Network Rail looks to digital solutions to ease its woes

3 min read

Senior reporter

It probably won’t come as a huge shock to commuters across the country that Network Rail is in trouble over missed targets in its current five-year plan. Neither, one suspects, will commuters be shedding too many tears for the owner and operator of the UK’s rail network, as the national media puts the collective boot in. Alongside discussing the weather, complaining about rail travel is one of the nation’s favourite pastimes. 

Those complaints are certainly not without basis however, according to the latest figures. Network Rail has failed to meet the punctuality target of 92.5 per cent that it set for itself, with only 89.6 per cent of trains on time in 2014/2015. A small margin perhaps, but with 1.5 billion passengers carried each year, that translates into millions of delayed journeys and missed connections, and all the appointments, funerals, football matches and children’s bedtimes that ultimately become casualties of the network’s failings.  

Though the current system is undoubtedly overworked, Network Rail can’t be held responsible for all its shortcomings. Underinvestment stretches a long way back prior to Network Rail being founded in 2002. On top of this, passenger numbers have doubled in the past 20 years, and are expected to double again in the next 30. In order to cope with this huge increase in demand, the rail network is going to have to evolve like never before, and technology needs to be at the centre of that evolution.


On Thursday I attended the Imagine Festival in Milton Keynes, organised by the Transport Systems Catapult to showcase some of the latest innovations in Intelligent Mobility and to discuss the future of transport.  Speaking as part of a panel session titled ‘Rail Revolution’, Patrick Bossert, Network Rail’s director of digital transformation, outlined some of the solutions that are being put in place to address the challenges of the UK’s ageing rail network.

“When you look at the constraint on capacity, we could actually run more trains on the network, but the signalling system – a train protection system that was designed in the Victorian era – is still what we use to keep trains apart,” he told the Imagine Festival audience.  

“Very simply, we can’t put a train into a section protected by a signal until the preceding train has moved out of that section. It’s a very effective safety system, and we have one of the safest railways in the world, but it’s a lot of asset and it’s quite hard to maintain because it’s in quite a difficult place to maintain.”

The UK’s rail network is a marvel of 19th century engineering, but while much of the infrastructure has been able to evolve, the signalling system remains a relic of a bygone era, and one which is severely hampering the full use of assets at Network Rail’s disposal.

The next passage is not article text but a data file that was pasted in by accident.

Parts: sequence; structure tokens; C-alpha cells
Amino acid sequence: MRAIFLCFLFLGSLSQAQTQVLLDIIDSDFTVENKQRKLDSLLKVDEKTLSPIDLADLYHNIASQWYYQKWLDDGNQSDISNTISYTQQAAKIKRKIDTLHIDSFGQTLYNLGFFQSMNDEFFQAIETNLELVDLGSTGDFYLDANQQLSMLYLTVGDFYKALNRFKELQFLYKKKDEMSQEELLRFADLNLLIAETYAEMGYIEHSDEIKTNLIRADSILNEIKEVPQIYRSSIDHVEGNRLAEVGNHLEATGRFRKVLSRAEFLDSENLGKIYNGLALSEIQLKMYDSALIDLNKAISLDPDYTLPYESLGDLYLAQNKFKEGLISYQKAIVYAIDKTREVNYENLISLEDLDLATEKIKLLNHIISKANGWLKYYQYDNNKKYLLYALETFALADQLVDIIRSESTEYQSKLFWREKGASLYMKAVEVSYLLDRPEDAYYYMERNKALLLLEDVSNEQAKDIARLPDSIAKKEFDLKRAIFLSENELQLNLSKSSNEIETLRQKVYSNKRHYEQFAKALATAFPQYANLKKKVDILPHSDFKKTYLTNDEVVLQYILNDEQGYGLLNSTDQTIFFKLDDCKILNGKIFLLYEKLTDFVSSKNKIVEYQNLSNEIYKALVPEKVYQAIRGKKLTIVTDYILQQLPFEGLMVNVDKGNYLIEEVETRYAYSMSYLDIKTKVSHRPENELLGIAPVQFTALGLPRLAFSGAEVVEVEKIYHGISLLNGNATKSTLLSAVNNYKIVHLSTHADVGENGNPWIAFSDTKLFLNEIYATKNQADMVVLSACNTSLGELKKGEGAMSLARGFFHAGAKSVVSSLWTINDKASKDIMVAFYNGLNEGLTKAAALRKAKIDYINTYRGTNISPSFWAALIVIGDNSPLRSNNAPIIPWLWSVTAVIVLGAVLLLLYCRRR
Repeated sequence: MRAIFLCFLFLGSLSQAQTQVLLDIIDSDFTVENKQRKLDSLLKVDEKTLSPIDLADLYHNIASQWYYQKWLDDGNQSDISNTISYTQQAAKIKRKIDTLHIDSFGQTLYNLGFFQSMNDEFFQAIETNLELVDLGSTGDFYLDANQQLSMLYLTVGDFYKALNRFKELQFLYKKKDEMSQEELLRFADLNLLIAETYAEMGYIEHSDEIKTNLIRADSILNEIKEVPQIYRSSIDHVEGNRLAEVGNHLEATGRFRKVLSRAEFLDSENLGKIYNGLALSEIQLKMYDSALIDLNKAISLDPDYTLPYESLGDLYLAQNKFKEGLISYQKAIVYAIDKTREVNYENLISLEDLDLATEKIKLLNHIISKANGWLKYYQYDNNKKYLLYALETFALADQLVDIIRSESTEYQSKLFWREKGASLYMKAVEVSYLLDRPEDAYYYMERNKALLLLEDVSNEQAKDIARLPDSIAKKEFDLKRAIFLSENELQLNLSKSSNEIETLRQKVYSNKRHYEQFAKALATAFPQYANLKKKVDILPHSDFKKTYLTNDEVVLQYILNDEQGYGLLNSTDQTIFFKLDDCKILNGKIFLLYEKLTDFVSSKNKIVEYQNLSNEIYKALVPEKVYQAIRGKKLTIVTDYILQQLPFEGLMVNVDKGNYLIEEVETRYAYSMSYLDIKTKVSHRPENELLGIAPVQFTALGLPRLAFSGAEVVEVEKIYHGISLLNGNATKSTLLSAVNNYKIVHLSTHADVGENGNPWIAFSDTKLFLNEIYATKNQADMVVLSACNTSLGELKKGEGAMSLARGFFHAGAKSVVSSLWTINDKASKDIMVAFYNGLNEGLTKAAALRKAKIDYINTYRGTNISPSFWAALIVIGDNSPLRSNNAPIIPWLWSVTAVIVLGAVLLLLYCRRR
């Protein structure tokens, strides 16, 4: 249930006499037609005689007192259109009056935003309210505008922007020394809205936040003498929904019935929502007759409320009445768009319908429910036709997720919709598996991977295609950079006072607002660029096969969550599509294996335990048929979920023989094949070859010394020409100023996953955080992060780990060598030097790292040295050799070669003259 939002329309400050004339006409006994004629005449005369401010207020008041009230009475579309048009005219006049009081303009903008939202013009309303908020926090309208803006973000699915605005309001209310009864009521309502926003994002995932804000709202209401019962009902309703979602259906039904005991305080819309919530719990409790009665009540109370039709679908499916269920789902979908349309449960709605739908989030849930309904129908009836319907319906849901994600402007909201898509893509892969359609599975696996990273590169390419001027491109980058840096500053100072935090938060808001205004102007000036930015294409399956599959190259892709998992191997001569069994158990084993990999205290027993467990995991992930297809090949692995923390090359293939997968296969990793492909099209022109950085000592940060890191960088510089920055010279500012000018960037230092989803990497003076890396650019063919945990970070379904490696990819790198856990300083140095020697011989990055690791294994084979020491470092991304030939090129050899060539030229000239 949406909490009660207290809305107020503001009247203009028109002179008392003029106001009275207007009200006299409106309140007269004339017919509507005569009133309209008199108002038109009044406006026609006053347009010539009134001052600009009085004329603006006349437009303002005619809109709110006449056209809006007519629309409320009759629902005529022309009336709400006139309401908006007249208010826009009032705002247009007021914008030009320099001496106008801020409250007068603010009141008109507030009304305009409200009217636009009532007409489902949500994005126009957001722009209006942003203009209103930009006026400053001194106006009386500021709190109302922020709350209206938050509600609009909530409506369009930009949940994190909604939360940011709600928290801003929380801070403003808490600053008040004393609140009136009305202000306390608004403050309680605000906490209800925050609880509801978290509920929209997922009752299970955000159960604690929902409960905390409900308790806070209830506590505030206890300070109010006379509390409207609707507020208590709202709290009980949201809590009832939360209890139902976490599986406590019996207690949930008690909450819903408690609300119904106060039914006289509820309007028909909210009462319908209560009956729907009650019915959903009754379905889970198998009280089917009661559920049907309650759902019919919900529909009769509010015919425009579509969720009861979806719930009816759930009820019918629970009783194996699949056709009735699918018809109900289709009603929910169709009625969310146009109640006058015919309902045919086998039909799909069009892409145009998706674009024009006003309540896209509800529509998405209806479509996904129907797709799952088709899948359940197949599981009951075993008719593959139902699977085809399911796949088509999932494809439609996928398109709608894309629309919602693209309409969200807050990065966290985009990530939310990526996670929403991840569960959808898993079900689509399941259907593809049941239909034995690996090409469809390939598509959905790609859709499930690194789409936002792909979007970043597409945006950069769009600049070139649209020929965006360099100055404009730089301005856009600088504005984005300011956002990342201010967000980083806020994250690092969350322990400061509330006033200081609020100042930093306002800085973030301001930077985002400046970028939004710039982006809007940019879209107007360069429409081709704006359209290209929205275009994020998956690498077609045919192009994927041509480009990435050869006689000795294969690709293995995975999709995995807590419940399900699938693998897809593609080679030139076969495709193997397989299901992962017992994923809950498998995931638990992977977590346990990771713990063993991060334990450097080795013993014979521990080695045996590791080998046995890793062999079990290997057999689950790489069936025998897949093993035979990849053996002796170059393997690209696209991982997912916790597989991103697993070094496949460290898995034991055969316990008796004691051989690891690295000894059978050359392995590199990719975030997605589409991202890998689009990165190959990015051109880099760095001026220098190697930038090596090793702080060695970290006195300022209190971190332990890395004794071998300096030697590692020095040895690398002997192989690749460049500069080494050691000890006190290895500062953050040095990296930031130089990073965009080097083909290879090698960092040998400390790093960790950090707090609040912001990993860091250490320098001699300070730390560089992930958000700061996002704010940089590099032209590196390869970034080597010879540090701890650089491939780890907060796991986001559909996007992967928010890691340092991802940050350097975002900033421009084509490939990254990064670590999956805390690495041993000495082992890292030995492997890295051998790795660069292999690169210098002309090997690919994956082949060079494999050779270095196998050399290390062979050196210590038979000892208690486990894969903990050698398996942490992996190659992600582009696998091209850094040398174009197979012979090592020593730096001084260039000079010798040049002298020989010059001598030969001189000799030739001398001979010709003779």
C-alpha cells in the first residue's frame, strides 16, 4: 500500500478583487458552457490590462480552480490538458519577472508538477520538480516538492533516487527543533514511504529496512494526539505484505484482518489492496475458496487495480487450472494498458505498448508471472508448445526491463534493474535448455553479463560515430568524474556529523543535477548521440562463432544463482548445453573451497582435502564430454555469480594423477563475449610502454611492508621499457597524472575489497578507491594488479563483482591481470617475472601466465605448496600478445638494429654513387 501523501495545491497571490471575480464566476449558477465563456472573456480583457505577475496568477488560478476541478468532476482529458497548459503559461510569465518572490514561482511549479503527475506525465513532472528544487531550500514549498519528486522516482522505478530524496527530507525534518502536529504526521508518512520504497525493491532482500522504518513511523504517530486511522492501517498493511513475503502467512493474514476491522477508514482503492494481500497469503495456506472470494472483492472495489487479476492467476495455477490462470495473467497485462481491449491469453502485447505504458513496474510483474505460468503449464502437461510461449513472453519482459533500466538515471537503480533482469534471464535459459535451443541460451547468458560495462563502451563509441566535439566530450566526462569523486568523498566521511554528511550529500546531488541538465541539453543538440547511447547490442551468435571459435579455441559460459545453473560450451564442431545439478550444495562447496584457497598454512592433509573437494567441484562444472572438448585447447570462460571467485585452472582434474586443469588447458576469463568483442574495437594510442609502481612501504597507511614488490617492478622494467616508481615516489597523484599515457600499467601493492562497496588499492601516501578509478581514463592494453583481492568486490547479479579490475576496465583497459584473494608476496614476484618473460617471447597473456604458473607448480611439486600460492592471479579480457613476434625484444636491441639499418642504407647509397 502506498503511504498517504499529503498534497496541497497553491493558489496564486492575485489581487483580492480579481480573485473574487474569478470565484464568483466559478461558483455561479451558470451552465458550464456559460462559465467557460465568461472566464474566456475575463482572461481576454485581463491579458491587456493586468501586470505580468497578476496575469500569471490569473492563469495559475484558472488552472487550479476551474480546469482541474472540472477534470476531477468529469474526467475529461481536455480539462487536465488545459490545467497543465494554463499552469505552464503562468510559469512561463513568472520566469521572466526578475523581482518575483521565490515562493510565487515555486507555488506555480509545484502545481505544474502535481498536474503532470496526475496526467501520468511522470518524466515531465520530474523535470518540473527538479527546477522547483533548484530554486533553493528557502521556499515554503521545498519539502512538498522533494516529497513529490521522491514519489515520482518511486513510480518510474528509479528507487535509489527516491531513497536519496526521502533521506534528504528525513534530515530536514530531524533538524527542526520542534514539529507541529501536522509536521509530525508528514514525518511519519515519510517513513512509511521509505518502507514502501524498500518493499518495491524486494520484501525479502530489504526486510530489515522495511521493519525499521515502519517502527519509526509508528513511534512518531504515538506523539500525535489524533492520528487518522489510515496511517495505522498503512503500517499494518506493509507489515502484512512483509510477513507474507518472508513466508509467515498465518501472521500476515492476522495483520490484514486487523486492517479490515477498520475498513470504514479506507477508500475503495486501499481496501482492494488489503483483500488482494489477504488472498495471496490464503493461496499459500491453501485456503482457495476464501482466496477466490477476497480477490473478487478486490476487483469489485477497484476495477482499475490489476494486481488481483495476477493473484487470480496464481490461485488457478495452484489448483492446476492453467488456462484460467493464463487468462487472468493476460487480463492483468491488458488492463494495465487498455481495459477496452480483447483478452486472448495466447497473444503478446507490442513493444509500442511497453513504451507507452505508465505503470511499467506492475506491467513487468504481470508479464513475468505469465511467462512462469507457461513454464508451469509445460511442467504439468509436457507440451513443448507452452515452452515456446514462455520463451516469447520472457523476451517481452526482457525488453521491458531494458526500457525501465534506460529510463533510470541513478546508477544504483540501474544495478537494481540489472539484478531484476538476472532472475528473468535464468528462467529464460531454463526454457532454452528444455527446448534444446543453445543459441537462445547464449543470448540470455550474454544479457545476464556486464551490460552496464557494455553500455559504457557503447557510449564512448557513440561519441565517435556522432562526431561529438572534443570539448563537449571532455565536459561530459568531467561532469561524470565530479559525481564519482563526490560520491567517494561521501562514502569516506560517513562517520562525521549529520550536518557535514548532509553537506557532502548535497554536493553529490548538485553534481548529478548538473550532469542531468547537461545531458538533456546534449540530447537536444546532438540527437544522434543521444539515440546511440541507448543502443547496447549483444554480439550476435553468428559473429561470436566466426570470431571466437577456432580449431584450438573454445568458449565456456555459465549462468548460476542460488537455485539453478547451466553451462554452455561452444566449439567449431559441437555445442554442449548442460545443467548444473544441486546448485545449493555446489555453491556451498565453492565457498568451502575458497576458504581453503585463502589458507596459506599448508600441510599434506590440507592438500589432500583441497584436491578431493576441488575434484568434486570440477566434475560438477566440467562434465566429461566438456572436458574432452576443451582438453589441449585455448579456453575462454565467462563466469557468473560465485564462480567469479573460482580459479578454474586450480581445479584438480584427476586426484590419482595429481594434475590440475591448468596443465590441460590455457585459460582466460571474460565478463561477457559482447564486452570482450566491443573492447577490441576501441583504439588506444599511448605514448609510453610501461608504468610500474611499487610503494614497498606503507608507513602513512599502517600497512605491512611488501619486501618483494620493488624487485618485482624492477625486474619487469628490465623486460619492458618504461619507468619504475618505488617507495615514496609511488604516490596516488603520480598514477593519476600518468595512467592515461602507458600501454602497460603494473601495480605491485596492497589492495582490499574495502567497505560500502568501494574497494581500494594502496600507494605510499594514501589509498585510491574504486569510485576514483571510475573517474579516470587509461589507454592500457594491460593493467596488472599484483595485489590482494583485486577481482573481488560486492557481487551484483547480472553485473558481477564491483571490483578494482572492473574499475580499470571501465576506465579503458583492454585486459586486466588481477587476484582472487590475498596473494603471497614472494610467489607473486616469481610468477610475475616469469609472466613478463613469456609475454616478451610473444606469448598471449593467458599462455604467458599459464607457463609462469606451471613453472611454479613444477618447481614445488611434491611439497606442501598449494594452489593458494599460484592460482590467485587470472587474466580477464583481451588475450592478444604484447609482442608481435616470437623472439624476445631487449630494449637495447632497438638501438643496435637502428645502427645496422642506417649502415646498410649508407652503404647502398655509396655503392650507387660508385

“Half the railway is being kept blank because of the way signalling operates,” continued Bossert. “So the obvious answer is remove these signalling sections that keep the trains apart – and often three miles apart, really quite big distances – and move to digital train control where we’re actually using intelligence and information to keep the trains a safe distance apart.”

“For many parts of our railway that will enable us to put 40 per cent more trains on to key sections of our network. That’s using assets that we have today. So digital enablement with capacity is certainly something that we need to do and do fast.”

Bossert pointed to the aviation industry as a good indicator of how digital technology could be used. Using air traffic control and Heathrow flight paths as an example, he argued that if large passenger planes travelling at hundreds of miles an hour could be lined up 135 seconds apart, there was no reason the rail industry couldn’t follow suit.

Another area where technology could be embraced to improve rail efficiency is timetabling. Perhaps surprisingly, given their complexity, rail timetables are still largely created and tweaked using human input, and this is something that should be handled automatically using algorithms, according to Bossert.

“There are 300 people designing the timetables – pretty much manually – so introducing computer intelligence to the design of the timetables, and then real-time intelligence to help the trains manage, means we can control the flow of traffic beautifully and keep all those marbles rolling,” he said.  

“Rather than relying on people, we then rely on game theory to optimise the traffic on the network and we can manage supply in relation to demand.”

Unfortunately, all the technology in the world is unlikely to ever get us to full efficiency and zero delays. With a network this complex, delays are inevitable. What’s important however, is that train information is available to customers and that they are empowered to act when delays occur. To achieve this Bossert said that train data needs to be opened up further to third parties, in much the same way that Tfl has done with its wealth of London transport data.

None of this is going to happen overnight however, and the digital signalling work has a timeframe that stretches far beyond the current five-year plan, which ends in 2019.

“We are building out the digital train control across the whole of the UK by 2029, that’s what we’re working with the supply chain to do,” said Bossert.

“No other railway with this density of traffic has achieved anything like this, or even started on a journey like this. So I think it will be a really good opportunity to foster a lot of innovation through partner organisations and really put the UK on the map again for digital innovation in transport.”